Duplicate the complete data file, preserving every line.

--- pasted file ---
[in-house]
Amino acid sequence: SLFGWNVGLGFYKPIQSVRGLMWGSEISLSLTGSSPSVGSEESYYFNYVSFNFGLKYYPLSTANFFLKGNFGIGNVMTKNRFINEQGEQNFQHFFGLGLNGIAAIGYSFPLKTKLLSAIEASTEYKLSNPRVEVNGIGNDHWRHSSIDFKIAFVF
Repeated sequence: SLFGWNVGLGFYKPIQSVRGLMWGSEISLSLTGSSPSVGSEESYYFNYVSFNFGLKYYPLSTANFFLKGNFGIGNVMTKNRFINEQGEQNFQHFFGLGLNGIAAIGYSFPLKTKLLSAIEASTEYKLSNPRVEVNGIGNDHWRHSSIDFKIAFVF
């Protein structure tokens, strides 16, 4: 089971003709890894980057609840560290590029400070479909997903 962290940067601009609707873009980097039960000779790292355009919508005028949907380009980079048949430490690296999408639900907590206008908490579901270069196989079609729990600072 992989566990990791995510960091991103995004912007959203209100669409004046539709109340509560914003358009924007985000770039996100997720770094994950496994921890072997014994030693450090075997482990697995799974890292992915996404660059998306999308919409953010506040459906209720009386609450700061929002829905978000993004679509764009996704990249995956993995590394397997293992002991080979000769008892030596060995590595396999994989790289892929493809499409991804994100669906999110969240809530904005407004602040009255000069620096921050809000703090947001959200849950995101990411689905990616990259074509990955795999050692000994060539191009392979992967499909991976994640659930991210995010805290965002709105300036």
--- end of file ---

[in-house]
Amino acid sequence: SLFGWNVGLGFYKPIQSVRGLMWGSEISLSLTGSSPSVGSEESYYFNYVSFNFGLKYYPLSTANFFLKGNFGIGNVMTKNRFINEQGEQNFQHFFGLGLNGIAAIGYSFPLKTKLLSAIEASTEYKLSNPRVEVNGIGNDHWRHSSIDFKIAFVF
Repeated sequence: SLFGWNVGLGFYKPIQSVRGLMWGSEISLSLTGSSPSVGSEESYYFNYVSFNFGLKYYPLSTANFFLKGNFGIGNVMTKNRFINEQGEQNFQHFFGLGLNGIAAIGYSFPLKTKLLSAIEASTEYKLSNPRVEVNGIGNDHWRHSSIDFKIAFVF
């Protein structure tokens, strides 16, 4: 089971003709890894980057609840560290590029400070479909997903 962290940067601009609707873009980097039960000779790292355009919508005028949907380009980079048949430490690296999408639900907590206008908490579901270069196989079609729990600072 992989566990990791995510960091991103995004912007959203209100669409004046539709109340509560914003358009924007985000770039996100997720770094994950496994921890072997014994030693450090075997482990697995799974890292992915996404660059998306999308919409953010506040459906209720009386609450700061929002829905978000993004679509764009996704990249995956993995590394397997293992002991080979000769008892030596060995590595396999994989790289892929493809499409991804994100669906999110969240809530904005407004602040009255000069620096921050809000703090947001959200849950995101990411689905990616990259074509990955795999050692000994060539191009392979992967499909991976994640659930991210995010805290965002709105300036």